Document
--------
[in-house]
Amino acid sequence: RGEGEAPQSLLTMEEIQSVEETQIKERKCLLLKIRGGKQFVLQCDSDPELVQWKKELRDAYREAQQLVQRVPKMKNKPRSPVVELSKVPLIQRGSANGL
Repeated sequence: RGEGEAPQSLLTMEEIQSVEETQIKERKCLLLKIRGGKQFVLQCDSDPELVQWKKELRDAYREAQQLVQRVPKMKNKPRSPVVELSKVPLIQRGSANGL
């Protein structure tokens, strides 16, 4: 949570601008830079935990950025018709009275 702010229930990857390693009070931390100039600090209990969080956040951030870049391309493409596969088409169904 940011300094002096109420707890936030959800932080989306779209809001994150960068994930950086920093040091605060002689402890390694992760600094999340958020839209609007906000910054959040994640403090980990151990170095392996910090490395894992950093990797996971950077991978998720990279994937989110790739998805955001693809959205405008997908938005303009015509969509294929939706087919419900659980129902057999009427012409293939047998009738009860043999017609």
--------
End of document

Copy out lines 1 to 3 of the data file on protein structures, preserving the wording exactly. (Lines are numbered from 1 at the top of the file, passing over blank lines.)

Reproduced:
[in-house]
Amino acid sequence: RGEGEAPQSLLTMEEIQSVEETQIKERKCLLLKIRGGKQFVLQCDSDPELVQWKKELRDAYREAQQLVQRVPKMKNKPRSPVVELSKVPLIQRGSANGL
Repeated sequence: RGEGEAPQSLLTMEEIQSVEETQIKERKCLLLKIRGGKQFVLQCDSDPELVQWKKELRDAYREAQQLVQRVPKMKNKPRSPVVELSKVPLIQRGSANGL